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Naiilo

Writer's Manuals and Referance Guides

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It seems that with this being a writing forum, we should have a list of useful reference texts and books for writers. Please post your recommendations and maybe we can collect them together into a sticky or FAQ-type post.

My recommendations are:

-?The Elements of Style? ?Latest Edition- by William Strunk Jr., E.B. White, Roger Angell

>>>>>This one has helped me become a better writer just by reading it. It was a recommendation from a friend of mine four years ago. Cheap and worth it.

][][][Removed][][][

-Any Style Guide. Style guides such as MLA, AP, and so on help writing. They tend to be for more professional situations, but who is to say that you won?t pick up a thing or two from a style guide to improve your already wonderful skills?

-A good dictionary and thesaurus (same publisher for consistancy).

Well, that?s all I?ve got for now. Add what you think is appropriate.

-Naiilo

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Politics and the English Language.

This is the essay where Orwell sets out some wonderful real life examples and some of his own parodies of bad writing. He also gives his famous six rules of writing. I think you have to take rules and even guides as less than binding. Like punctuation you sometimes break a rule but you need to know when and why it's the right thing to do. (And yes, I have totally monged punctuation but it's not for wanting of trying!).

For French I think you can't do better than Le Bon Usage even though it's out of date and concentrates on grammar.

There's a list of reference works here.

Course, it would show if I took any of the advice.

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Hmmm, doesn't look like anyone would like to contribute...Oh well, that doesn't matter. What does matter are these links I found:

"Writerisms and Other Sins"

http://www.cherryh.com/www/advice.htm

"Strong vs. Weak Characters"

http://www.cherryh.com/www/charac.htm

"Pre- and Post-1900's Language"

http://www.cherryh.com/www/antique1.htm

Pretty neat, huh? I haven't read any of his novels, but what she(*EDIT*-Thanks blue!) says makes sense.

-Naiilo

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Politics and the English Language.

I think you have to take rules and even guides as less than binding.  Like punctuation you sometimes break a rule but you need to know when and why it's the right thing to do.  

Rules are needed, but, like you, I think they should be ignored when appropriate. The techniques, guides, and suggestions present in writing manuals and like devices give writers new tools to work with and sometimes improve upon what a writer has also written. As one of my good writer friends says: "It doesn't matter how good you think you are, you can always improve."

-Naiilo

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Pretty neat, huh? I haven't read any of his novels, but what he says makes sense.

Naiilo -- It's interesting you turned up those links, they're good essays. -- "Her" novels, actually. C.J. Cherryh is a science fiction and fantasy author. Before she switched to writing full-time, she taught languages and she has a degree in classical history. -- I'd highly recommend you read her books; they're very good.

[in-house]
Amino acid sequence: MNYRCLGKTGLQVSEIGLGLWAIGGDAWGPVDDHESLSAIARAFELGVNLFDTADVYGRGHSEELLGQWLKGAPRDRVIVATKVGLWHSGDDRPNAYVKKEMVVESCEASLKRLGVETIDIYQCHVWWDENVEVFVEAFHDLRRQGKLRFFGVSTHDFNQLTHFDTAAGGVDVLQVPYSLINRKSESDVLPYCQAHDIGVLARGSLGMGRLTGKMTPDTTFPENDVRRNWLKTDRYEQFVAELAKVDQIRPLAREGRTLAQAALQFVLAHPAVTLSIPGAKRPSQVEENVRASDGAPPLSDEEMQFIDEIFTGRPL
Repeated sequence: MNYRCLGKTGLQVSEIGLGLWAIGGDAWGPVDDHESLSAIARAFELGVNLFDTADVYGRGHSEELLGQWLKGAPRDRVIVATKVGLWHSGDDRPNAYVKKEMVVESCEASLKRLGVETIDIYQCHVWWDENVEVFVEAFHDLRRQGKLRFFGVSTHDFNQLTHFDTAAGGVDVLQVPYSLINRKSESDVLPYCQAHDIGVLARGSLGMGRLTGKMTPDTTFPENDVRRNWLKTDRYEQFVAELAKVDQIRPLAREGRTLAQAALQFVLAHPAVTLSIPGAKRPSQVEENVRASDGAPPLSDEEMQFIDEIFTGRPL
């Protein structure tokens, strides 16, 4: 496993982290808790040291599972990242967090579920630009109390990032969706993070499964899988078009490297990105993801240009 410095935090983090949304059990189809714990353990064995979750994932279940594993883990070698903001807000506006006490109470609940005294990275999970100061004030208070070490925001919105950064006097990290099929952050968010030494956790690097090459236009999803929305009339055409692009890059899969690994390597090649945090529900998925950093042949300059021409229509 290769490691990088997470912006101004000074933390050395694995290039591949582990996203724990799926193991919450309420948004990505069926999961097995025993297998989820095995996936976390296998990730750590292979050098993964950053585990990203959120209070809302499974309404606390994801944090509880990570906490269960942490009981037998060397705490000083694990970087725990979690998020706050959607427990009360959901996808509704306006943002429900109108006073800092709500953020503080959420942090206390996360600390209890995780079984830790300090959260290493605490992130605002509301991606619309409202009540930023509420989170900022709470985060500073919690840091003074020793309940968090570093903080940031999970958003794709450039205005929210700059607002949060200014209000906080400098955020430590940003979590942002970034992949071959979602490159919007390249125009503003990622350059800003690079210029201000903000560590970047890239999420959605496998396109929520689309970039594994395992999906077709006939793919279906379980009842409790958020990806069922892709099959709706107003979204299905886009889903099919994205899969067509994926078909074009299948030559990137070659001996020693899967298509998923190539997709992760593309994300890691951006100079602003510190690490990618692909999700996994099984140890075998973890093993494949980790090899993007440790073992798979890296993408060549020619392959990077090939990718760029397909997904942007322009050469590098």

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No one, and I mean NO ONE is doing any better writing out there than this woman. There are people doing brilliant things in other genres, and doing them every bit as well, but this woman is flat out genius level.

cheers!

aj

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No one, and I mean NO ONE is doing any better writing out there than this woman. There are people doing brilliant things in other genres, and doing them every bit as well, but this woman is flat out genius level.

I dislike her stuff. But that's just me. Not arguing your persona l preference, but your statement. Obviously I think lots of people are doing better work.

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It seems that with this being a writing forum, we should have a list of useful reference texts and books for writers. Please post your recommendations and maybe we can collect them together into a sticky or FAQ-type post.

Gee, I kind of did that over a year ago with my How to Write Gay Fiction piece sometime back.

The problem with books like Strunk & White and the style guides is that they're as dull as goddamned dishwater. They don't really apply so much to the creative writer as they do to writers in general, particularly English students writing term papers. To me, books like these aren't specific enough to help those of us who are here, trying to write fiction.

That having been said: a good dictionary and a good style guide (and even S&W) do belong on the shelf of any writer. At the same time, they're not the types of books that compel me to pull them out and re-read them. The ones I cited in my article, though, are far more instructive, more entertaining, and more useful, plus they hold up well if you read them more than once.

To me, knowing how to spell and knowing basic grammar are given. The hard stuff is gaining the skill to construct a plot that makes sense and creating characters that grab the reader's attention.

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